Medication adherence, hospitalization, and healthcare resource utilization and costs in patients with pulmonary arterial hypertension treated with endothelin receptor antagonists or phosphodiesterase type-5 inhibitors

Robert P. Frantz, Jerrold W. Hill, Cassandra A. Lickert, Rolin L. Wade, Michele R. Cole, Yuen Tsang, William Drake

Research output: Contribution to journalArticle

Abstract

Adherence to therapy for pulmonary arterial hypertension is essential to optimize patient outcomes, but data on real-world adherence to different pulmonary arterial hypertension drug classes are limited. This retrospective database analysis evaluated relationships between adherence, hospitalization, and healthcare costs in pulmonary arterial hypertension patients treated with endothelin receptor antagonists or phosphodiesterase type-5 inhibitors. From the IQVIA Adjudicated Health Plan Database, patients with pulmonary arterial hypertension were identified based on diagnostic codes and prescriptions for endothelin receptor antagonists (ambrisentan, bosentan, macitentan) or phosphodiesterase type-5 inhibitors (sildenafil, tadalafil) approved for pulmonary arterial hypertension. Patients were assigned to the class of their most recently initiated (index) pulmonary arterial hypertension therapy between 1 January 2009 and 30 June 2015. Medication adherence was measured by proportion of days covered; patients with proportion of days covered ≥80% were considered adherent. The proportion of adherent patients was higher for endothelin receptor antagonists (571/755; 75.6%) than for phosphodiesterase type-5 inhibitors (970/1578; 61.5%; P < 0.0001). In both groups, hospitalizations declined as proportion of days covered increased. Among adherent patients, those on endothelin receptor antagonists had a significantly lower hospitalization rate than those on phosphodiesterase type-5 inhibitors (23.1% versus 28.5%, P = 0. 0218), fewer hospitalizations (mean (standard deviation) 0.4 (0.8) versus 0.5 (0.9); P = 0.02), and mean hospitalization costs during the six-month post-index ($9510 versus $15,726, P = 0.0318). Increasing adherence reduced hospitalization risk more for endothelin receptor antagonists than for phosphodiesterase type-5 inhibitors (hazard ratio 0.176 versus 0.549, P = 0.001). Rates and numbers of rehospitalizations within 30 days post-discharge were similar between groups. Mean total costs were higher with endothelin receptor antagonists than phosphodiesterase type-5 inhibitors in all patients ($91,328 versus $72,401, P = 0.0003) and in adherent patients ($88,867 versus $56,300, P < 0.0001), driven by higher drug costs.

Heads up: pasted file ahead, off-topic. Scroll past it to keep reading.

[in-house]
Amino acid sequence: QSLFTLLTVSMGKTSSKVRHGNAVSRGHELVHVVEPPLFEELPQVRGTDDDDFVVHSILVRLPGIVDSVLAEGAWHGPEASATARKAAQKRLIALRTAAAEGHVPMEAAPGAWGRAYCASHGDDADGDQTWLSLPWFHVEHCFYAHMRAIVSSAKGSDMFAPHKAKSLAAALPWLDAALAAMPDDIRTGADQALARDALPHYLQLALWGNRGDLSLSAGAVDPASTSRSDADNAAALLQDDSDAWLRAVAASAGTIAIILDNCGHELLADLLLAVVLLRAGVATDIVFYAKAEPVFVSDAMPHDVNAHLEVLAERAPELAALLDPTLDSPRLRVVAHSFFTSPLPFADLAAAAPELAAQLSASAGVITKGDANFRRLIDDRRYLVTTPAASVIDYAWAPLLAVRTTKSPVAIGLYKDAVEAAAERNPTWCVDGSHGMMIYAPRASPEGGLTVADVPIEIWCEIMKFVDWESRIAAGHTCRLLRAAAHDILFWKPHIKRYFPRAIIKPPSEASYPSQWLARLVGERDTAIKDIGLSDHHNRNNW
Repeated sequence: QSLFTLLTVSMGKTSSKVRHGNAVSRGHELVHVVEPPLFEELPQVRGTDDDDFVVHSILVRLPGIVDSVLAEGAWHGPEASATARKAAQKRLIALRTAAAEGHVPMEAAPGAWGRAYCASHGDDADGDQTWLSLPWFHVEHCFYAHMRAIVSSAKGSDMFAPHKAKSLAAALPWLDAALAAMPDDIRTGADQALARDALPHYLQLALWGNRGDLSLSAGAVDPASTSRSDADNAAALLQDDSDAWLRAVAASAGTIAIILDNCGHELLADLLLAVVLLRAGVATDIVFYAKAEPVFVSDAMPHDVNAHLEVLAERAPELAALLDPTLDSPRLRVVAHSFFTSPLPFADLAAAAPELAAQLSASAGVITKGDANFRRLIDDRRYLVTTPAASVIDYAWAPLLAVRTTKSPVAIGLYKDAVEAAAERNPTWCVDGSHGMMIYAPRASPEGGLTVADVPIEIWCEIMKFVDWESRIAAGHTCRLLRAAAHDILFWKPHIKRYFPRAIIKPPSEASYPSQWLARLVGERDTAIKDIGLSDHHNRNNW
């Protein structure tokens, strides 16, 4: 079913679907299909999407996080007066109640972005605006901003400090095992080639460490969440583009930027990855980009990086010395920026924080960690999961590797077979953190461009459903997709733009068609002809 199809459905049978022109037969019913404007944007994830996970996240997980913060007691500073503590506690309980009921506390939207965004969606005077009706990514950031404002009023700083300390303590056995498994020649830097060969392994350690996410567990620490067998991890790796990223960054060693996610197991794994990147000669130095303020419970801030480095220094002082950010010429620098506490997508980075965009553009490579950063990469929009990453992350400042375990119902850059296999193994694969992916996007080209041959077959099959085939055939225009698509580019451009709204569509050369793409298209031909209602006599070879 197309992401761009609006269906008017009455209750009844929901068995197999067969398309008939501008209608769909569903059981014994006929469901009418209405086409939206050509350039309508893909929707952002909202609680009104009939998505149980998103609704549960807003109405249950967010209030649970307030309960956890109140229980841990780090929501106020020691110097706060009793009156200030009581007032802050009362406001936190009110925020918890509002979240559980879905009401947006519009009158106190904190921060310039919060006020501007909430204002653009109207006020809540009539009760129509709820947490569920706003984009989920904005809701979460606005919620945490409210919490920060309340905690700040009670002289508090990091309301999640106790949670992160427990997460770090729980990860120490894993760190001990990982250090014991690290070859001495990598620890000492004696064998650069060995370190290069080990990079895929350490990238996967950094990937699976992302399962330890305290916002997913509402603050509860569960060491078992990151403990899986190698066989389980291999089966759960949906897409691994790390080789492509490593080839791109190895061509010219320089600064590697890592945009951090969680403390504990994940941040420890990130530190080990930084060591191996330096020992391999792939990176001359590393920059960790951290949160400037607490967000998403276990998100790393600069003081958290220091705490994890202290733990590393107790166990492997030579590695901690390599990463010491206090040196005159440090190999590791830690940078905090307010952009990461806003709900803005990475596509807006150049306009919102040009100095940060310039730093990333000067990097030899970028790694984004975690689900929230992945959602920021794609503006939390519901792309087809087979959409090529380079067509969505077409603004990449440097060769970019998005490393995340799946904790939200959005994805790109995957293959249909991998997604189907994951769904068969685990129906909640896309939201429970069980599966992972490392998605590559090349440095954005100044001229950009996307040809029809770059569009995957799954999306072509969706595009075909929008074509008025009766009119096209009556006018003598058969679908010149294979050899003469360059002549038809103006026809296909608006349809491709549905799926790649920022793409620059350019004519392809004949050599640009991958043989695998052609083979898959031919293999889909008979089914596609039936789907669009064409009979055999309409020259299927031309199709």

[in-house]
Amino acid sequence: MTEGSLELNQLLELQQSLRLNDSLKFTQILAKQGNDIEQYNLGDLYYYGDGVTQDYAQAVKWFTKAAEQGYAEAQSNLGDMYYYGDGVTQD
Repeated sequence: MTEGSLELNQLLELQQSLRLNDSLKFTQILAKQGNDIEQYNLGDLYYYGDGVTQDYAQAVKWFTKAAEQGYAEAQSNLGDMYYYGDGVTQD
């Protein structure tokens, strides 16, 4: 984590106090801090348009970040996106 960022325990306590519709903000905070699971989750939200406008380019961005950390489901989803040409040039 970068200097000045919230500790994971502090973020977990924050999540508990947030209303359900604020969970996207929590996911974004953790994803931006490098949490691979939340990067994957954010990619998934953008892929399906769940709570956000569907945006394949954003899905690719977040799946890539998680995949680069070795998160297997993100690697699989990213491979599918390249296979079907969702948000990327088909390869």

Original languageEnglish (US)
JournalPulmonary Circulation
Volume10
Issue number1
DOIs
StatePublished - 2020

Keywords

  • compliance
  • healthcare costs
  • hospitalization
  • pulmonary hypertension
  • retrospective database analysis

ASJC Scopus subject areas

  • Pulmonary and Respiratory Medicine

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